Grandfather's desperate attempt to save preschooler from West Virginia floods fails

A vehicle rests on the in a stream after a heavy rain near White Sulphur Springs, W.Va., Friday, June 24, 2016. ( Justin Michaels/The Weather Channel via AP)

As heavy storms have swept across West Virginia, roads have turned into rivers, cars have been swallowed whole - and a preschooler who jumped into floodwaters in a backyard was carried away by the current.

Authorities in Jackson County, West Virginia, said the boy, who is believed to be about 4, was playing in a backyard Thursday in Ravenswood, a small town along the Ohio River, when he either fell or jumped into the fast-moving water, according to ABC affiliate WCHS.

The boy's grandfather tried to grab him, police said, but the current was simply too strong.

"He saw him; he chased him," Jackson County Sheriff Tony Boggs told The Washington Post. "He got close to him - and he may have even grabbed him.

"But he couldn't get him out."

Boggs said the boy was swept into a small but rushing stream that runs into Sandy Creek and eventually dumps into the Ohio River.

Search-and-rescue crews from several surrounding cities started to search for the boy late Thursday afternoon, but had to halt their operation for a short time as another severe storm passed. They stopped when it got too dark.

"A major storm came through during the search, and we had to get people out for safety reasons," Boggs said. But, he added, by that time, the operation was "being treated like more of a recovery than a rescue."

Officials from Ripley Fire & Rescue called it "Tragedy in Ravenswood."

"With what seemed to be the entire town of Ravenswood helping in the search, several reports of possible sightings of the boy were investigated but nothing was found," according to a statement from the fire and rescue squad.

Boggs said there was an "unsubstantiated" sighting that was never confirmed.

Authorities said they resumed the search for the boy early Friday morning.

Earlier this week, the National Weather Service warned that some destructive and potentially deadly thunderstorms - called a derecho - might develop Wednesday and move across a corridor from Iowa to West Virginia.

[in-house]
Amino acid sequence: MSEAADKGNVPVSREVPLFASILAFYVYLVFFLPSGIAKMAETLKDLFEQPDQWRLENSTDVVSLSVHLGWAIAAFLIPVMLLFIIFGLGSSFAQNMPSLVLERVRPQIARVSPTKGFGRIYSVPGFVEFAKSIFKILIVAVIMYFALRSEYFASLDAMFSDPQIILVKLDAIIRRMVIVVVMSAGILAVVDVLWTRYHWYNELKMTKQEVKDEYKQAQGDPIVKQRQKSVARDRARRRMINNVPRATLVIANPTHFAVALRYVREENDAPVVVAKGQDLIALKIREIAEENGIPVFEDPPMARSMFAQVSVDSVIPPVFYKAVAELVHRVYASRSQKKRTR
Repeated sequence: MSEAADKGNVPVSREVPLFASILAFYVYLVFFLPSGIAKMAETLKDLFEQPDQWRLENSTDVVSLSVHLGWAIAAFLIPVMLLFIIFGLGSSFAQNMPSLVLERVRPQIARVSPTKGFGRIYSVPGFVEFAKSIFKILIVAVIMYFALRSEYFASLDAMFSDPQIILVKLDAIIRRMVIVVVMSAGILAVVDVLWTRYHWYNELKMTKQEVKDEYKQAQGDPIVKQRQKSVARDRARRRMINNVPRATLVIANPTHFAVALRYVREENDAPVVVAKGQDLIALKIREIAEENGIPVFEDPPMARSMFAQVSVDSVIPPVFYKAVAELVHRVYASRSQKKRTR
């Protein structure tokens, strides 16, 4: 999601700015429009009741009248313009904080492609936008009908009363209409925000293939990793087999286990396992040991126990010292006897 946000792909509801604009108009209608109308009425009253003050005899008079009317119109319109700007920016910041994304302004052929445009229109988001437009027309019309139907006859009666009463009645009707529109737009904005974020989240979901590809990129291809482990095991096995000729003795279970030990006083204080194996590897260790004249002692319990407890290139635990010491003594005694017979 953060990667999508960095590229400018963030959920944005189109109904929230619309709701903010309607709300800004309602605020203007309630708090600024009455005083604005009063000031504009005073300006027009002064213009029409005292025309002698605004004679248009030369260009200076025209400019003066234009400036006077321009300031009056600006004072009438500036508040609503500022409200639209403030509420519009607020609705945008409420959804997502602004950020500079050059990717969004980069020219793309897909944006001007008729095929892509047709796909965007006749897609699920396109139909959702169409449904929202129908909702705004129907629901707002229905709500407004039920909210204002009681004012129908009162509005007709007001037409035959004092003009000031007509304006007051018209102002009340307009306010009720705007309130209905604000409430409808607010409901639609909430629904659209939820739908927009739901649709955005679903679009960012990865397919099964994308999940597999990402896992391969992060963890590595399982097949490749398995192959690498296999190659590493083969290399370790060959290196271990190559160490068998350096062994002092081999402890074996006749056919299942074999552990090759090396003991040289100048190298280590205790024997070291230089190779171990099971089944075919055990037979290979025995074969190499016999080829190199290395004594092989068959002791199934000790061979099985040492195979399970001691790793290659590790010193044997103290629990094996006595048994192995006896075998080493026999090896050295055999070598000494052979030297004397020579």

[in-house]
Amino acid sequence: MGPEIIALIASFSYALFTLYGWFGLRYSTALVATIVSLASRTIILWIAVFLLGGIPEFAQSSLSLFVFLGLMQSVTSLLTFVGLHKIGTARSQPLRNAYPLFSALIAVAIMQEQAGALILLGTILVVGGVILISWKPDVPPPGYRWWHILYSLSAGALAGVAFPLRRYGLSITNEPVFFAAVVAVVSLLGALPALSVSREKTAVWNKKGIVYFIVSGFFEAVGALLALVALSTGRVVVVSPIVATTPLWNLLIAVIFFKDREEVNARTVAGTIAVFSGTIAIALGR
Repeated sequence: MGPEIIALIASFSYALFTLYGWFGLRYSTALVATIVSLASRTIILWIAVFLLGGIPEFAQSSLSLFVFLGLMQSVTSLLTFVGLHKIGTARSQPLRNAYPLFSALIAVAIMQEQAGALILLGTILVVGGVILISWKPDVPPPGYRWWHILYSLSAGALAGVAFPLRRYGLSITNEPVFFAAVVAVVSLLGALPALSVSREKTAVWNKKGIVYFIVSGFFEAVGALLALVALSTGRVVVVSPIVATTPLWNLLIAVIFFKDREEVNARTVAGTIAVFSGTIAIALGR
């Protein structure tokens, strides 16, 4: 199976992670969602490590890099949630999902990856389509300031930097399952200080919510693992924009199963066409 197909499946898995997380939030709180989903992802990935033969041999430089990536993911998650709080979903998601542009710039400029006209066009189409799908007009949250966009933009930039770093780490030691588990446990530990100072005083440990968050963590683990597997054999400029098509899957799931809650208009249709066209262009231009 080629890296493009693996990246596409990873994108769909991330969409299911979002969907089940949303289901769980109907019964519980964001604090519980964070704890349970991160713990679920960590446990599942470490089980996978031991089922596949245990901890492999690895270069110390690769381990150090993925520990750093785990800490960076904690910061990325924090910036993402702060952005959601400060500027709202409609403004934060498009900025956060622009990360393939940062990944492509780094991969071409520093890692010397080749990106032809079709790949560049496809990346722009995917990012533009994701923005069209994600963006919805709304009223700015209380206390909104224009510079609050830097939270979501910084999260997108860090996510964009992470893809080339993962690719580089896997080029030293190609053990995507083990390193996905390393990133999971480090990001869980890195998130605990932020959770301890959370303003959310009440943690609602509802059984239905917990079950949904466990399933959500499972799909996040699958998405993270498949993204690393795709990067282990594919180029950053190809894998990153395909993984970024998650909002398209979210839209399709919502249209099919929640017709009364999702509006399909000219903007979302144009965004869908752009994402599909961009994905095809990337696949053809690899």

Derechos, which from Spanish translate to "straight ahead," frequently produce widespread wind damage over a long path (at least 240 miles long). They move at very fast speeds, often 60 or 70 mph, covering vast territory in a short time.

On Thursday, West Virginia Gov. Earl Ray Tomblin issued a state of emergency for counties across the state.

"This severe storm even has caused rockslides, mudslides and flooding, and has damaged homes, businesses, roads and bridges," he wrote in a statement.

NBC News reported that at least four people have been killed in the storms that have swept across the state.

Another boy, 8-year-old Emanual Williams, was found unresponsive Thursday hours after he slipped and fell into in the Big Wheeling Creek in Ohio County while walking with his mother and sister along a creek bank, authorities told NBC affiliate WTOV.

The boy's mother tried to save him, but he plummeted into water some 20 feet deep.

Wheeling's Deputy Police Chief Martin Kimball told WTOV that the child was rushed to a hospital, where he was pronounced dead.

"Our thoughts and prayers are with the family," Kimball told the news station.

 

Author Information:

Lindsey Bever is a general assignment reporter for The Washington Post.

(c) 2016, The Washington Post · Lindsey Bever

 

 
 

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